Andre Rene Roussimoff, 46, who became a professional wrestling legend and also something of a Hollywood actor under the name "Andre the Giant," was found dead in a hotel room in Paris after an apparent heart attack.
The wrestler, whose death was announced by the World Wrestling Federation, returned to his native France two weeks ago to attend his father's funeral. He visited his family on Wednesday, then returned to his hotel room, where he was found dead. No further details of his death were available.
Mr. Roussimoff was born with acromegaly. That disorder is marked by progressive enlargement of the head, face, hands, feet and chest, due to excessive secretion of growth hormones.
The 7-foot-4, 520-pound wrestler lived on a 200-acre ranch in Ellerbe, N.C., where he raised quarter horses and longhorn cattle.
He also owned a Montreal restaurant and had appeared in movies.
But wrestling kept him on the road 300 days a year. His onetime wrestling nemesis was Hulk Hogan. The two once fought a match on NBC-TV that was the first professional wrestling carried by any television network in more than 30 years.
Another wrestling opponent once said, "Andre's awkward, he's big, he's strong, he's dangerous, and you just go out and survive those matches. They're not pretty, but people want to see them. And he hurts you every night."
He made the headlines in 1986 after he announced he had lost 100 pounds simply by giving up beer. He then revealed, however, that he had been drinking two cases of beer a day.
In addition to wrestling, Mr. Roussimoff had appeared in the Rob Reiner-produced film "The Princess Bride" in 1987. He played the gentle giant Fezzik, who evolved from a fearless hit man into the hero's brave, lovable and loyal henchman. His work in the film received critical acclaim.
Reiner recalled that when he was casting the movie, which called for a giant, he immediately took off for France to recruit Mr. Roussimoff. At their first meeting, Reiner said, he found "this land mass sitting on a bar stool."
He gently told the prospective actor that he was just a little worried by the wrestler's lack of acting experience and his possibly troublesome French accent. Reiner said Mr. Roussimoff growled, "Don't worry, I get it."
Screenwriter William Goldman said that Mr. Roussimoff democratically addressed everyone on the set as "Boss," and that his instincts were "pure and natural. He never missed a mark."
Mr. Roussimoff was born on a farm in the French Alps. By age 14, he already stood 6 feet 3 and weighed 200 pounds. He took off for Paris, where he worked as a furniture mover before taking up professional wrestling. He later moved to Canada and eventually to this country. His annual income, in 1987, was estimated at about $1 million. CHARLES S. CURTIS Navy Commander and Teacher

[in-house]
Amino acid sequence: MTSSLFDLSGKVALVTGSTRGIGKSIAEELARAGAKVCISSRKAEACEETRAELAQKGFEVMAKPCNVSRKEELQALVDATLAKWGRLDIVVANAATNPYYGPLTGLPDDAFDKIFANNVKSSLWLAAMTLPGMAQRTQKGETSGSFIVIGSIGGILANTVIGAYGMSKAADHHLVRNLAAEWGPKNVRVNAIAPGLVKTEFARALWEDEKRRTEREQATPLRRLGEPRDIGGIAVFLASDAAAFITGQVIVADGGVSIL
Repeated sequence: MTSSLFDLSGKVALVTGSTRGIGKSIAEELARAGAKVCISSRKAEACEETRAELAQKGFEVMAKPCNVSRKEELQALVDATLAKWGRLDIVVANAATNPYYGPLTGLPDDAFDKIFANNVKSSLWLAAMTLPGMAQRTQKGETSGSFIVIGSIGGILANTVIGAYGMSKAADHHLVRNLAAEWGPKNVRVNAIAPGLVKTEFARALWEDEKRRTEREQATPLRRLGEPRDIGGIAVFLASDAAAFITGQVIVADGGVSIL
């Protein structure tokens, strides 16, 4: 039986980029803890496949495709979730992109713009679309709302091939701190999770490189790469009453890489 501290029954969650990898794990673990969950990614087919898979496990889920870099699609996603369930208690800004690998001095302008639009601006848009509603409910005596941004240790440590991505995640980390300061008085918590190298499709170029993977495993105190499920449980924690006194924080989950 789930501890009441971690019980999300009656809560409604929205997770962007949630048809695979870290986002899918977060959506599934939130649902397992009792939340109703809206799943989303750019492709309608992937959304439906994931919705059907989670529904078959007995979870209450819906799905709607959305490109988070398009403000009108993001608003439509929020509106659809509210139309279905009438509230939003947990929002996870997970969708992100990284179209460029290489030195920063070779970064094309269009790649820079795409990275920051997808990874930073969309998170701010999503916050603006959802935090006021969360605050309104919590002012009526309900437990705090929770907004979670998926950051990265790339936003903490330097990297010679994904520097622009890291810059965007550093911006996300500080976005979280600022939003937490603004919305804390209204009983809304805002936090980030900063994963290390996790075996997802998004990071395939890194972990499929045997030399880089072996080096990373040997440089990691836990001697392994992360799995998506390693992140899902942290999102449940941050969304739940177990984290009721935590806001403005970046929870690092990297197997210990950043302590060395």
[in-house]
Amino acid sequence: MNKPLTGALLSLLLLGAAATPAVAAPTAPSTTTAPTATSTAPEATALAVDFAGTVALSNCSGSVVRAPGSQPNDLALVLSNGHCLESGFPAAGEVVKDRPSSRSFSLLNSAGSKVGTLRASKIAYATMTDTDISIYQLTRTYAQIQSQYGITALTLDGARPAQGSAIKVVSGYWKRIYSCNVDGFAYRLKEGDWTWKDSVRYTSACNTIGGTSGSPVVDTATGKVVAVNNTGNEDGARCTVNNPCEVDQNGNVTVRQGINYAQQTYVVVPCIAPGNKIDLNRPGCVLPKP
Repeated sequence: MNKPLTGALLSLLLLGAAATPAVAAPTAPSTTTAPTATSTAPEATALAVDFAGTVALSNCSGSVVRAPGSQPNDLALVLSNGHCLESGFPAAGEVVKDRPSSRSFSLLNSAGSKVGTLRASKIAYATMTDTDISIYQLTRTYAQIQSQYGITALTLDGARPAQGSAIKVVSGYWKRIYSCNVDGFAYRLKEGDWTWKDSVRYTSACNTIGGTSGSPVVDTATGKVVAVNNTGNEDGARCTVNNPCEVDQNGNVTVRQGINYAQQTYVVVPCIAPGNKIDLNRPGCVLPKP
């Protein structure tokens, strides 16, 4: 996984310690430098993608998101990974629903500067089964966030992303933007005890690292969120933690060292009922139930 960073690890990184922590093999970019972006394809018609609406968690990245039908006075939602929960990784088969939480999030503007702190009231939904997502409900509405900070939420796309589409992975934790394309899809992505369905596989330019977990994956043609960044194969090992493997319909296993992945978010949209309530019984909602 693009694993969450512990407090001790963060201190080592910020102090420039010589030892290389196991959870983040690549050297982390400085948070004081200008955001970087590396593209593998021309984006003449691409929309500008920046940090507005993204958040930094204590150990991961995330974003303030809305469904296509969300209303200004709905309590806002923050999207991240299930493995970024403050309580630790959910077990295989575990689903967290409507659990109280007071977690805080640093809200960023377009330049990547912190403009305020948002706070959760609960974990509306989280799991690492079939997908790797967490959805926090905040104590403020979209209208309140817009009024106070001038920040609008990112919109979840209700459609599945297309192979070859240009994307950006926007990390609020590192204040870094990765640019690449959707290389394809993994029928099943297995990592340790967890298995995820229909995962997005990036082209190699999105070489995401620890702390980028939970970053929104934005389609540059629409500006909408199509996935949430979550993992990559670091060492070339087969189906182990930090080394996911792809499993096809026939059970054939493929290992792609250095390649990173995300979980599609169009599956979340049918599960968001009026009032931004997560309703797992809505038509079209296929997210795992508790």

Charles S. Curtis, 72, a retired Navy commander who had taught earth sciences at Annandale High School in the 1970s, died Jan. 28 at a nursing home in Phoenix after a series of strokes.
A former Great Falls, Va., resident, Cmdr. Curtis made his home in Scottsdale, Ariz. He was a Washington area resident from the early 1960s until 1991.
He served in the Navy for 20 years before retiring in the early 1960s. He had flown off carriers in the Pacific during World War II and served in Korea during the war there. He later was executive officer of the carrier Kitty Hawk. He was stationed at the Pentagon when he retired from active duty.
From the 1970s through mid-1980s, he worked summers and weekends as a naturalist with the Fairfax County parks agency.
Cmdr. Curtis, a Kansas native, was an earth sciences graduate of American University.
His first wife, Jane Hull Curtis, died in 1985. Survivors include his wife, Araceli, of Scottsdale; two children from his first marriage, Charles M., of Beach Haven, N.J., and Cynthia C. Archer of Herndon; a brother, Frank, of Medford, Ore.; a sister, Frances Gustafson of Dodge City, Kan.; and three grandchildren. BETH K. OLCH Area Resident
Beth Kelisky Olch, 93, an area resident since 1986 who was a retired public health nurse, died Jan. 27 in Bethesda at the Carriage Hill nursing home, where she had lived about five years. She had Alzheimer's disease.
Mrs. Olch, whose residence was in Kensington, was born in what is now Moldova. She came to the United States in 1906 and grew up in Norfolk.
A registered nurse, she was a 1924 graduate of Johns Hopkins University and received a master's degree in public health nursing from the University of Oregon. She was a public health nurse in Tucson in the late 1920s and 1930s, and then in Los Angeles before retiring in the early 1940s.
Her marriage to John Woolfolk ended in divorce.
Her second husband, Dr. Isaac Yale Olch, whom she married in 1941, died in 1985. Survivors include a stepson, David Olch of Tucson; four grandchildren; and a great-granddaughter. Another stepson, Dr. Peter Olch, died in 1991. IRIS K. DEL VECCHIO Hardware Executive
Iris K. Del Vecchio, 88, a retired vice president of the Peoples Hardware Co., died of arteriosclerosis Jan. 29 at the Bethesda Retirement & Nursing Center in Chevy Chase.
Mrs. Del Vecchio, a resident of Bethesda, was born in North Carolina. She moved to Washington as a child, and she attended Central High School and Sidwell Friends School.
In 1955, she became executive vice president of Peoples Hardware, which was started by her husband's father. She retired in 1975.
Mrs. Del Vecchio was a volunteer at the Florence Crittenton Home and a member of the Kenwood Golf & Country Club in Bethesda and the La Gorse Country Club in Miami Beach.
Her husband, Samuel Del Vecchio, died in 1979.
Survivors include four children, Iris Cotter and Claire D. Johnston, both of Bethesda, Jane Reichert of Chevy Chase and Marie Valenza of St. Leonard, Md.; 14 grandchildren; and 15 great-grandchildren.